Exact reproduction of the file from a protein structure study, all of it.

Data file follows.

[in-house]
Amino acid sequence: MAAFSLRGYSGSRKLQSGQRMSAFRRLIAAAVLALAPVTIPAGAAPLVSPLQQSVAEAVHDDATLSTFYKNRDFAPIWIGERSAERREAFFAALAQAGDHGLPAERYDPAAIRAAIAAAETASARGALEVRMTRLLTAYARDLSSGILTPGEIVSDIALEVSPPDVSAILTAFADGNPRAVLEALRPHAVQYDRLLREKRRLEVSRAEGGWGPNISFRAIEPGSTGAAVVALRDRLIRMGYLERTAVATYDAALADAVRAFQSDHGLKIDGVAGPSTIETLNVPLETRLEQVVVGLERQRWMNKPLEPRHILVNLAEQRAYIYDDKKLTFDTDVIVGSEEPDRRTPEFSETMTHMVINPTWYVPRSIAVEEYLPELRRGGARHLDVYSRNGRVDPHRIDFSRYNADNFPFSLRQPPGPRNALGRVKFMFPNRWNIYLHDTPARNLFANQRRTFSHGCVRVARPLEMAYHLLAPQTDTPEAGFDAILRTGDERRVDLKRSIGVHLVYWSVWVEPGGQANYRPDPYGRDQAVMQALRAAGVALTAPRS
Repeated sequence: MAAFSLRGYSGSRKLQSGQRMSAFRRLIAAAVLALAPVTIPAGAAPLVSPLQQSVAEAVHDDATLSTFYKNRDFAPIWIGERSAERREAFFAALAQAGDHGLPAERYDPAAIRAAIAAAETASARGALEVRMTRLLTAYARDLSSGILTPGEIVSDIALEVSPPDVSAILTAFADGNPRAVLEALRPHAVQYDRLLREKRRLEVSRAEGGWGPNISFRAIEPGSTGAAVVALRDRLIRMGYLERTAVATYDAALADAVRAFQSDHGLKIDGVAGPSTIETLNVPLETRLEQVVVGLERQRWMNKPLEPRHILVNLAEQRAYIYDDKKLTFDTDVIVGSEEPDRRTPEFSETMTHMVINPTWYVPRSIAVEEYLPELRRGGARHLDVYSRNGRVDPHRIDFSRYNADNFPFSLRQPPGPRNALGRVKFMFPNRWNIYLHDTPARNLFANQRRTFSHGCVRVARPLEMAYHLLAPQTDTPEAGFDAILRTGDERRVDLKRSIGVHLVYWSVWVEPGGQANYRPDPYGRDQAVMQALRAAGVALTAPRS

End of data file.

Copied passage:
[in-house]
Amino acid sequence: MAAFSLRGYSGSRKLQSGQRMSAFRRLIAAAVLALAPVTIPAGAAPLVSPLQQSVAEAVHDDATLSTFYKNRDFAPIWIGERSAERREAFFAALAQAGDHGLPAERYDPAAIRAAIAAAETASARGALEVRMTRLLTAYARDLSSGILTPGEIVSDIALEVSPPDVSAILTAFADGNPRAVLEALRPHAVQYDRLLREKRRLEVSRAEGGWGPNISFRAIEPGSTGAAVVALRDRLIRMGYLERTAVATYDAALADAVRAFQSDHGLKIDGVAGPSTIETLNVPLETRLEQVVVGLERQRWMNKPLEPRHILVNLAEQRAYIYDDKKLTFDTDVIVGSEEPDRRTPEFSETMTHMVINPTWYVPRSIAVEEYLPELRRGGARHLDVYSRNGRVDPHRIDFSRYNADNFPFSLRQPPGPRNALGRVKFMFPNRWNIYLHDTPARNLFANQRRTFSHGCVRVARPLEMAYHLLAPQTDTPEAGFDAILRTGDERRVDLKRSIGVHLVYWSVWVEPGGQANYRPDPYGRDQAVMQALRAAGVALTAPRS
Repeated sequence: MAAFSLRGYSGSRKLQSGQRMSAFRRLIAAAVLALAPVTIPAGAAPLVSPLQQSVAEAVHDDATLSTFYKNRDFAPIWIGERSAERREAFFAALAQAGDHGLPAERYDPAAIRAAIAAAETASARGALEVRMTRLLTAYARDLSSGILTPGEIVSDIALEVSPPDVSAILTAFADGNPRAVLEALRPHAVQYDRLLREKRRLEVSRAEGGWGPNISFRAIEPGSTGAAVVALRDRLIRMGYLERTAVATYDAALADAVRAFQSDHGLKIDGVAGPSTIETLNVPLETRLEQVVVGLERQRWMNKPLEPRHILVNLAEQRAYIYDDKKLTFDTDVIVGSEEPDRRTPEFSETMTHMVINPTWYVPRSIAVEEYLPELRRGGARHLDVYSRNGRVDPHRIDFSRYNADNFPFSLRQPPGPRNALGRVKFMFPNRWNIYLHDTPARNLFANQRRTFSHGCVRVARPLEMAYHLLAPQTDTPEAGFDAILRTGDERRVDLKRSIGVHLVYWSVWVEPGGQANYRPDPYGRDQAVMQALRAAGVALTAPRS